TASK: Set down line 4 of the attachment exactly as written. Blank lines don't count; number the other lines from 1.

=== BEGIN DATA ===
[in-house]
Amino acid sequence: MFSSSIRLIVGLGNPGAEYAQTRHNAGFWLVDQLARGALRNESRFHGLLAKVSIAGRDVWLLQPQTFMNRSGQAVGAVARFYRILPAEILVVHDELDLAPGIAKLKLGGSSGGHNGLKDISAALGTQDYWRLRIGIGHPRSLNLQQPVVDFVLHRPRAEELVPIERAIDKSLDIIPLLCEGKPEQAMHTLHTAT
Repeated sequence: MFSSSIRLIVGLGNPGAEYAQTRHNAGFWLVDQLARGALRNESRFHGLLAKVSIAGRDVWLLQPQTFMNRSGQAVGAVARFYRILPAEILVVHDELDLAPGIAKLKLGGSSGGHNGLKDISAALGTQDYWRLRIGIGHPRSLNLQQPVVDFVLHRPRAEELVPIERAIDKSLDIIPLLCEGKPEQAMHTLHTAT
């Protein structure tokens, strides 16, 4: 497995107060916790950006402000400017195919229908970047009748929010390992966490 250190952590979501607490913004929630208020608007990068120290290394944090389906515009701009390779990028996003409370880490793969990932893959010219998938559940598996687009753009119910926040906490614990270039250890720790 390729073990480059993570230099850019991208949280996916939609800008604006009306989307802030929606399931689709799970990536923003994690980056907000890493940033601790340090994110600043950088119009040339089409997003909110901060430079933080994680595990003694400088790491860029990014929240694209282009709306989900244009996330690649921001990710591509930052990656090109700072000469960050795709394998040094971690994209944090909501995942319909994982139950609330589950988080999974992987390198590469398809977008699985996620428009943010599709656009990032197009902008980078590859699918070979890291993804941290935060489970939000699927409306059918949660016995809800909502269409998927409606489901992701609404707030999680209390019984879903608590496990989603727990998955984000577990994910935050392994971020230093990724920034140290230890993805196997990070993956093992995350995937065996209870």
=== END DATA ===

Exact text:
């Protein structure tokens, strides 16, 4: 497995107060916790950006402000400017195919229908970047009748929010390992966490 250190952590979501607490913004929630208020608007990068120290290394944090389906515009701009390779990028996003409370880490793969990932893959010219998938559940598996687009753009119910926040906490614990270039250890720790 390729073990480059993570230099850019991208949280996916939609800008604006009306989307802030929606399931689709799970990536923003994690980056907000890493940033601790340090994110600043950088119009040339089409997003909110901060430079933080994680595990003694400088790491860029990014929240694209282009709306989900244009996330690649921001990710591509930052990656090109700072000469960050795709394998040094971690994209944090909501995942319909994982139950609330589950988080999974992987390198590469398809977008699985996620428009943010599709656009990032197009902008980078590859699918070979890291993804941290935060489970939000699927409306059918949660016995809800909502269409998927409606489901992701609404707030999680209390019984879903608590496990989603727990998955984000577990994910935050392994971020230093990724920034140290230890993805196997990070993956093992995350995937065996209870």